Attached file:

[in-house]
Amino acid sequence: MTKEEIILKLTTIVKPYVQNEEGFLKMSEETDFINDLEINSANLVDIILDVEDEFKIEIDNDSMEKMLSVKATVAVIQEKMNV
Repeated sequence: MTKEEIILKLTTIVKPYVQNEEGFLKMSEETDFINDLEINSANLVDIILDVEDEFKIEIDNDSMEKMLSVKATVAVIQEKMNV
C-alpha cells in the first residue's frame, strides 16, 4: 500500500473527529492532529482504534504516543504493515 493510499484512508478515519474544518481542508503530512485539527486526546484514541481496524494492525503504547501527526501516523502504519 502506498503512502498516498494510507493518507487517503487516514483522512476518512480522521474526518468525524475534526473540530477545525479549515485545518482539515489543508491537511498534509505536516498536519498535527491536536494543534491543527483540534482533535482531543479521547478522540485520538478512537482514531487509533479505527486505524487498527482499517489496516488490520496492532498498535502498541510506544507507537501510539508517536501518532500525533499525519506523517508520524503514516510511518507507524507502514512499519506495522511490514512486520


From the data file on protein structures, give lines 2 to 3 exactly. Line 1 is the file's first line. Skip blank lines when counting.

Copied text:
Amino acid sequence: MTKEEIILKLTTIVKPYVQNEEGFLKMSEETDFINDLEINSANLVDIILDVEDEFKIEIDNDSMEKMLSVKATVAVIQEKMNV
Repeated sequence: MTKEEIILKLTTIVKPYVQNEEGFLKMSEETDFINDLEINSANLVDIILDVEDEFKIEIDNDSMEKMLSVKATVAVIQEKMNV